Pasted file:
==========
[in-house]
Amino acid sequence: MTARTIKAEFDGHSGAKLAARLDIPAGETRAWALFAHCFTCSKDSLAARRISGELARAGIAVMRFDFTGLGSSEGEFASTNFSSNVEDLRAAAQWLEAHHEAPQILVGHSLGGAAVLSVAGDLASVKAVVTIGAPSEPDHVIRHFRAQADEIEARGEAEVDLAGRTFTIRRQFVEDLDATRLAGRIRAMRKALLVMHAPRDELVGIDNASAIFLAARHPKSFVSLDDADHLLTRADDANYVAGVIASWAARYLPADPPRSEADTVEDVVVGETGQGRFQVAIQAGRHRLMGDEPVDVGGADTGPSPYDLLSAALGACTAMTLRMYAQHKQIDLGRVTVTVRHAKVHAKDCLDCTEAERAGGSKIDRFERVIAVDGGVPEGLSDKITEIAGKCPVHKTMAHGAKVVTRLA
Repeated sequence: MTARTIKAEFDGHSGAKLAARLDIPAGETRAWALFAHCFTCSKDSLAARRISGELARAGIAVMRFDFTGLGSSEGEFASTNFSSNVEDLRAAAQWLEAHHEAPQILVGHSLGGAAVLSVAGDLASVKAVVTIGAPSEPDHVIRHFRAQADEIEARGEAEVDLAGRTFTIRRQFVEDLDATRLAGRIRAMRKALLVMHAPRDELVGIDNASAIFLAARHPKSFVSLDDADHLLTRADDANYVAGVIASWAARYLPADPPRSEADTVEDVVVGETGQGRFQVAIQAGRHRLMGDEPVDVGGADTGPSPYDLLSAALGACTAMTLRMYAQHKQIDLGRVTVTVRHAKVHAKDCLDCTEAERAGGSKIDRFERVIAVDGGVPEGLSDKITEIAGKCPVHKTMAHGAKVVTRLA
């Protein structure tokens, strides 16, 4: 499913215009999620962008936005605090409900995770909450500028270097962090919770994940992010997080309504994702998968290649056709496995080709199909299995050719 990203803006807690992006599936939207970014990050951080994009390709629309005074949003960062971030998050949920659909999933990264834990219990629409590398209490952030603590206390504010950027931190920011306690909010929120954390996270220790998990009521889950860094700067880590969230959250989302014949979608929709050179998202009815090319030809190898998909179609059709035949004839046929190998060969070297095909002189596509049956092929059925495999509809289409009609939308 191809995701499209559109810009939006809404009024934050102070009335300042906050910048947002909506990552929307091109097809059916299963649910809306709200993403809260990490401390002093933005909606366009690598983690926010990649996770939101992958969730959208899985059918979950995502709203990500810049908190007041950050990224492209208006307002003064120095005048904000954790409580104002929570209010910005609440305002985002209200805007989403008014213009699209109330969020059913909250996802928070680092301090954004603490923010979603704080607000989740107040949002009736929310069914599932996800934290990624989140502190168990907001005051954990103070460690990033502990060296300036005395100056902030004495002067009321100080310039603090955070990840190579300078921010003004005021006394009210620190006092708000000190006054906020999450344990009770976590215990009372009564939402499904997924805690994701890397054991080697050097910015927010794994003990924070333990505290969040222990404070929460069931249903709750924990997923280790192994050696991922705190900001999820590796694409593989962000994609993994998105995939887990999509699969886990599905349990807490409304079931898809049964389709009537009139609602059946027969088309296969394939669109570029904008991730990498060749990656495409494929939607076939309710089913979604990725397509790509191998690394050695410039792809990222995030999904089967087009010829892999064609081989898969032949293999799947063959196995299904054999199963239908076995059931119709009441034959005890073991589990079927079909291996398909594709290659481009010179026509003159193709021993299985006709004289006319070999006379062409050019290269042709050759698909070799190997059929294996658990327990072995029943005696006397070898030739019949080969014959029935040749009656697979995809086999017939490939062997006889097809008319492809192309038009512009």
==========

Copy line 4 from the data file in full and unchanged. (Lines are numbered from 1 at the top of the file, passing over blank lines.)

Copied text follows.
């Protein structure tokens, strides 16, 4: 499913215009999620962008936005605090409900995770909450500028270097962090919770994940992010997080309504994702998968290649056709496995080709199909299995050719 990203803006807690992006599936939207970014990050951080994009390709629309005074949003960062971030998050949920659909999933990264834990219990629409590398209490952030603590206390504010950027931190920011306690909010929120954390996270220790998990009521889950860094700067880590969230959250989302014949979608929709050179998202009815090319030809190898998909179609059709035949004839046929190998060969070297095909002189596509049956092929059925495999509809289409009609939308 191809995701499209559109810009939006809404009024934050102070009335300042906050910048947002909506990552929307091109097809059916299963649910809306709200993403809260990490401390002093933005909606366009690598983690926010990649996770939101992958969730959208899985059918979950995502709203990500810049908190007041950050990224492209208006307002003064120095005048904000954790409580104002929570209010910005609440305002985002209200805007989403008014213009699209109330969020059913909250996802928070680092301090954004603490923010979603704080607000989740107040949002009736929310069914599932996800934290990624989140502190168990907001005051954990103070460690990033502990060296300036005395100056902030004495002067009321100080310039603090955070990840190579300078921010003004005021006394009210620190006092708000000190006054906020999450344990009770976590215990009372009564939402499904997924805690994701890397054991080697050097910015927010794994003990924070333990505290969040222990404070929460069931249903709750924990997923280790192994050696991922705190900001999820590796694409593989962000994609993994998105995939887990999509699969886990599905349990807490409304079931898809049964389709009537009139609602059946027969088309296969394939669109570029904008991730990498060749990656495409494929939607076939309710089913979604990725397509790509191998690394050695410039792809990222995030999904089967087009010829892999064609081989898969032949293999799947063959196995299904054999199963239908076995059931119709009441034959005890073991589990079927079909291996398909594709290659481009010179026509003159193709021993299985006709004289006319070999006379062409050019290269042709050759698909070799190997059929294996658990327990072995029943005696006397070898030739019949080969014959029935040749009656697979995809086999017939490939062997006889097809008319492809192309038009512009």